Monday, August 15, 2011

A Musing upon Pennsic XL, August 2011


To travel far from home for to make war.
To make camp with strangers soon to be brothers and sisters.
To waken to a warrior’s call.
To put on armor which could save your life, and take up arms which may take life from those who oppose you.
To march toward a place of battle, exultant in hope of victory, not knowing what may come to pass.
To assemble on a field of battle and wonder what fate awaits you.
To ponder whether any living is left to you.
To consider the fate of your child and your loving wife, in your absence.
To gaze across an open place and see many massed against you and your comrades, and wonder how your fates will be met.
To mass shoulder to shoulder with new companions and hope to preserve at least one of their lives.
To hasten, and to wait.
To hear the call to battle, and look out upon the place where so many will meet in conflict.
To run toward an uncertain fate, keeping pace, listening for orders, observing the fluid motion of masses of warriors moving to take the best advantage.
To hear warriors’ yells and the crash of weapons all about you.
To see your comrades fall and move to take their place, swinging your weapon and shielding yourself from enemy blows.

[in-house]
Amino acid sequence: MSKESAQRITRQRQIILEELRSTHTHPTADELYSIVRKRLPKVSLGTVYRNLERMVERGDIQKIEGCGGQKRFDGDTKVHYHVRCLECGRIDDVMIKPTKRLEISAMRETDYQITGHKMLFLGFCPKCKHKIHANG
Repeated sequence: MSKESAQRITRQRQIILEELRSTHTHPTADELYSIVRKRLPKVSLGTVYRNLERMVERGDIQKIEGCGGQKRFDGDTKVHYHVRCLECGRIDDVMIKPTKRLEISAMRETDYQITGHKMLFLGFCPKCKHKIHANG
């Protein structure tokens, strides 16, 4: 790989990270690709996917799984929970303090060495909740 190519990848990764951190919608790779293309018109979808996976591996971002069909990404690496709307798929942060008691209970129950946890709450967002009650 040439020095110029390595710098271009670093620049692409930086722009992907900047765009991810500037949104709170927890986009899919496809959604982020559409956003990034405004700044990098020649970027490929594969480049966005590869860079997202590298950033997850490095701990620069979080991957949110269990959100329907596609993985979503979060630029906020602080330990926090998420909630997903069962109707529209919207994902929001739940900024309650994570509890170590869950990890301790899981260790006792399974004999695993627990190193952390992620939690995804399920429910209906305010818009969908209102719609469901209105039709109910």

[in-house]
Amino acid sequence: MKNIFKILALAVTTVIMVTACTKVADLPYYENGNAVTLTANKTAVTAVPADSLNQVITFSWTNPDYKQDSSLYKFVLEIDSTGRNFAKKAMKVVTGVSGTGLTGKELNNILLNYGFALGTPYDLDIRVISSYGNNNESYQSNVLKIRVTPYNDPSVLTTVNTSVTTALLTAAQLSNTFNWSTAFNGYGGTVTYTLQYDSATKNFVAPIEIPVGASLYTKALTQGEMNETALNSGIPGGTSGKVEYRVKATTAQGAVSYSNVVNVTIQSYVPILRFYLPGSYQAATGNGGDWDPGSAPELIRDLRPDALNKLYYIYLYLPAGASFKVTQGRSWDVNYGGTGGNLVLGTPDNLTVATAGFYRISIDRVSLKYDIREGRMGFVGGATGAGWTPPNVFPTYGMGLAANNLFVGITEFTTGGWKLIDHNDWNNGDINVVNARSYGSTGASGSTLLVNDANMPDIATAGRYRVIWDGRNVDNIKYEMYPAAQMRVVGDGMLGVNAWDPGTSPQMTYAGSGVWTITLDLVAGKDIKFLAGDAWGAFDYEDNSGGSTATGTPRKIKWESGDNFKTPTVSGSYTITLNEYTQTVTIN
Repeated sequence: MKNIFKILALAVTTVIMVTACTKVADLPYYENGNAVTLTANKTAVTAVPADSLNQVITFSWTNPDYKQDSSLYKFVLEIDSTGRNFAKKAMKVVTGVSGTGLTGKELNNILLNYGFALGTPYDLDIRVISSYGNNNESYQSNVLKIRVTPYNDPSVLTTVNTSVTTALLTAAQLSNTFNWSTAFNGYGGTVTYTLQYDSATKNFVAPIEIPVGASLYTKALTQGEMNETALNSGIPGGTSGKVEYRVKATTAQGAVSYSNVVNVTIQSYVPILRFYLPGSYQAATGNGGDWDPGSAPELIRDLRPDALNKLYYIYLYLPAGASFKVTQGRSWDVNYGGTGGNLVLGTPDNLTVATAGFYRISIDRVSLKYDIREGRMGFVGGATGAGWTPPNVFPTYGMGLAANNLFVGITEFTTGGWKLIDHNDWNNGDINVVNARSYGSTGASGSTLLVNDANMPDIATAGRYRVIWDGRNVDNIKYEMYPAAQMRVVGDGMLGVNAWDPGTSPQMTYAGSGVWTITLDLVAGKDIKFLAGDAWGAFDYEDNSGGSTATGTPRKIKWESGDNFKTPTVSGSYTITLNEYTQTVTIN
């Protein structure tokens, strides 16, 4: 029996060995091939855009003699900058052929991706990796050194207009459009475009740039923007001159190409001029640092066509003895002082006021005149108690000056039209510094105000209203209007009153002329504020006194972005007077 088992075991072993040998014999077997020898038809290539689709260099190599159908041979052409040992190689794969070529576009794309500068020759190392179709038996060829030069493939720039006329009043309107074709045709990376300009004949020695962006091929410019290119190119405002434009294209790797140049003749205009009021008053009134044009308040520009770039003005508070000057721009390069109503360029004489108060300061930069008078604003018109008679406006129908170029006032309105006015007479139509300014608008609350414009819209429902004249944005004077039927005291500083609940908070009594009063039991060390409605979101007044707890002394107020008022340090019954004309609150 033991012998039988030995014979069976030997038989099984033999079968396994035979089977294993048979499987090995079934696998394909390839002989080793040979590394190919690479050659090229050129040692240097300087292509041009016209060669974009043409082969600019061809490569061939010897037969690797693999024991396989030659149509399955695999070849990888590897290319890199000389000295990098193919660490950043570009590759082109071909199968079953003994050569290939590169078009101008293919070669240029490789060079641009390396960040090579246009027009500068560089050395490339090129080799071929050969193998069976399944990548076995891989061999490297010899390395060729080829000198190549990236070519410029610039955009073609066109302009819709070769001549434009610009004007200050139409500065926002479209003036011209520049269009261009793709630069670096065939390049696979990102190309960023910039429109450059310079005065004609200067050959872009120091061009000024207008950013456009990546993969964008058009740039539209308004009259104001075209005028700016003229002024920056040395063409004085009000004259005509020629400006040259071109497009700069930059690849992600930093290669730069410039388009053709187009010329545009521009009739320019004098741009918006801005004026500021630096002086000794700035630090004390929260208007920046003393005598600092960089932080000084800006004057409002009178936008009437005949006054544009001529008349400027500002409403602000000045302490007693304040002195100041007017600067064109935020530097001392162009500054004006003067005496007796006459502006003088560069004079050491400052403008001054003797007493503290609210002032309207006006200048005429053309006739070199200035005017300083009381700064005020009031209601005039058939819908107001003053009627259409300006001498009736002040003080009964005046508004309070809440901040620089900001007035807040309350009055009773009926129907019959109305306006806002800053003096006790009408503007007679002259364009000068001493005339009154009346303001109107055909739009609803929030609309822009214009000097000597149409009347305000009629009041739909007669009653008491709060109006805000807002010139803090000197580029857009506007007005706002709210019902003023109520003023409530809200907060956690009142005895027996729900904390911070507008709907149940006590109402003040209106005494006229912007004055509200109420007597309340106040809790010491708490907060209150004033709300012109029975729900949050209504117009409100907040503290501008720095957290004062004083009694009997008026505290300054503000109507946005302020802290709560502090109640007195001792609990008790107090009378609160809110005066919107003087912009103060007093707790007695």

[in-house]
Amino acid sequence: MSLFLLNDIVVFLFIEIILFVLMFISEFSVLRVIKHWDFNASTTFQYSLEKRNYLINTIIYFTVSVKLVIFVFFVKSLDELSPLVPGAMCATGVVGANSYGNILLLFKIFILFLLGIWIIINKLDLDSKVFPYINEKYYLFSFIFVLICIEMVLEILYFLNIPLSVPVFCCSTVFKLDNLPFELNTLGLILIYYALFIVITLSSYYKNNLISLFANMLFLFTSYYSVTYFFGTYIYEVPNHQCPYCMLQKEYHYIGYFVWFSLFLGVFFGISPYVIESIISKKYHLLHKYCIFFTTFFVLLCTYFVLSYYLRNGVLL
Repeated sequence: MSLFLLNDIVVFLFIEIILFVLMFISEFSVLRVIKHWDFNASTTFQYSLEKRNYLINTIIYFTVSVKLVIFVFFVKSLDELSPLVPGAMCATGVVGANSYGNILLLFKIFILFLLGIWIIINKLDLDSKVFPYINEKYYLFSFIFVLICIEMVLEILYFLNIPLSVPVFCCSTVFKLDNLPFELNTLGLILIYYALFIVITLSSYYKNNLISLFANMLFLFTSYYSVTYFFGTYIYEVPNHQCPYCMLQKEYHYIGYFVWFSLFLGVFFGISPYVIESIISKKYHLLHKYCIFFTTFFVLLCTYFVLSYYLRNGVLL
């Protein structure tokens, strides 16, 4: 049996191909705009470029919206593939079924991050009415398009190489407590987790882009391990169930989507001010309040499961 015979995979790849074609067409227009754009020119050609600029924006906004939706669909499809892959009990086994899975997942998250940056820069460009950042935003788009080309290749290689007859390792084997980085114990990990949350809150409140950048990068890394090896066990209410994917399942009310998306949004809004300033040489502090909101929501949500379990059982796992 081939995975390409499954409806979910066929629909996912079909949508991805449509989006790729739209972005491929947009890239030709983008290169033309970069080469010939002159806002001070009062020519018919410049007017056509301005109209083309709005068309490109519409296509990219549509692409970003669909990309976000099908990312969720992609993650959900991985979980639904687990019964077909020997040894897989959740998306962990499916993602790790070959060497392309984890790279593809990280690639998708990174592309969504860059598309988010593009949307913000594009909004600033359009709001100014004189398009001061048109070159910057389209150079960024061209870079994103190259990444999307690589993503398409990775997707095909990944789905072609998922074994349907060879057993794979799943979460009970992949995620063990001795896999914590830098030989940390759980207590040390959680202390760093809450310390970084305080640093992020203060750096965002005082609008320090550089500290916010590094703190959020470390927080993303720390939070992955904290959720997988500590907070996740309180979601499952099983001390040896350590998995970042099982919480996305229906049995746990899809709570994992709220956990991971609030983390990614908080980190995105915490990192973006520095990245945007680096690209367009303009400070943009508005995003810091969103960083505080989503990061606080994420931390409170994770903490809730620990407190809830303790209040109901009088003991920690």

To feel your racing heart and the heat of your own exertions, coupled with the mid-day heat.
To rest, but only briefly, wanting only to hurry back to find your brothers in arms.
To gaze out again upon the remains of your army and the one it opposes, and wonder, again, how the battle may end.
To crash headlong, again, into the thick of fighting.
To see blows coming, and feel the one which ends the battle for you.
To fall among the ranks and lie on the ground, waiting for the end.
To hear the cheers when victory is won.

To return to camp after a hard-fought battle, and shed your armor.
To drink and eat and share tales of loss and victory.
To miss one’s common life with a physical pain, yet hardly remember its comforts.

To finally journey toward home, and find that it seems a new and strange place, though thoroughly familiar.

To have spent many days on a plain without shade, and finally find oneself among the hills of home.
To arrive in cool woods in a mountain retreat, and know the calming refreshment they grant.

For a woodsman, to have fought a battle in a forest, but not remember what manner of trees sheltered him, for there was not time to consider even a lily.

The warrior’s heart must be one of exaltation and of deep sorrow. Perhaps the warrior's heart loves peace as does no other.

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